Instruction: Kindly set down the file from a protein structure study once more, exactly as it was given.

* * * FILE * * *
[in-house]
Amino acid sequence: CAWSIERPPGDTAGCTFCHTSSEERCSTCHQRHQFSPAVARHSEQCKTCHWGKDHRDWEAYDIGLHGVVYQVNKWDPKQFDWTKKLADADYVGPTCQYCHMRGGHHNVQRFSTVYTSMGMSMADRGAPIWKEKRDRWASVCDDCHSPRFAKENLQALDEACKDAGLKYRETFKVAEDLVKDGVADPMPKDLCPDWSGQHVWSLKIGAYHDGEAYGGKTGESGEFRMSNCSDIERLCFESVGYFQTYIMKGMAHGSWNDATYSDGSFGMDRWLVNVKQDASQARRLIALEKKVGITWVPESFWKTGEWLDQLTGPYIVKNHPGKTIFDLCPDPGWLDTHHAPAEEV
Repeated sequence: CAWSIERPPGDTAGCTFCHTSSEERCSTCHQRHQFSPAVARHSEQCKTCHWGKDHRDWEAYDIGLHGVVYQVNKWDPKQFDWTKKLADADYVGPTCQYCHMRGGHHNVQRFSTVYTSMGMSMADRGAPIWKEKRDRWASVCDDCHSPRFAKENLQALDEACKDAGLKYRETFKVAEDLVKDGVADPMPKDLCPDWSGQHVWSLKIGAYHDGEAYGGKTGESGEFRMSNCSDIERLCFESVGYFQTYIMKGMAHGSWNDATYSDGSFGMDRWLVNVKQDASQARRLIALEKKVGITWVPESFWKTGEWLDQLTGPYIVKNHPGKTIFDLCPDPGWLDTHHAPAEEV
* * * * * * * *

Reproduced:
[in-house]
Amino acid sequence: CAWSIERPPGDTAGCTFCHTSSEERCSTCHQRHQFSPAVARHSEQCKTCHWGKDHRDWEAYDIGLHGVVYQVNKWDPKQFDWTKKLADADYVGPTCQYCHMRGGHHNVQRFSTVYTSMGMSMADRGAPIWKEKRDRWASVCDDCHSPRFAKENLQALDEACKDAGLKYRETFKVAEDLVKDGVADPMPKDLCPDWSGQHVWSLKIGAYHDGEAYGGKTGESGEFRMSNCSDIERLCFESVGYFQTYIMKGMAHGSWNDATYSDGSFGMDRWLVNVKQDASQARRLIALEKKVGITWVPESFWKTGEWLDQLTGPYIVKNHPGKTIFDLCPDPGWLDTHHAPAEEV
Repeated sequence: CAWSIERPPGDTAGCTFCHTSSEERCSTCHQRHQFSPAVARHSEQCKTCHWGKDHRDWEAYDIGLHGVVYQVNKWDPKQFDWTKKLADADYVGPTCQYCHMRGGHHNVQRFSTVYTSMGMSMADRGAPIWKEKRDRWASVCDDCHSPRFAKENLQALDEACKDAGLKYRETFKVAEDLVKDGVADPMPKDLCPDWSGQHVWSLKIGAYHDGEAYGGKTGESGEFRMSNCSDIERLCFESVGYFQTYIMKGMAHGSWNDATYSDGSFGMDRWLVNVKQDASQARRLIALEKKVGITWVPESFWKTGEWLDQLTGPYIVKNHPGKTIFDLCPDPGWLDTHHAPAEEV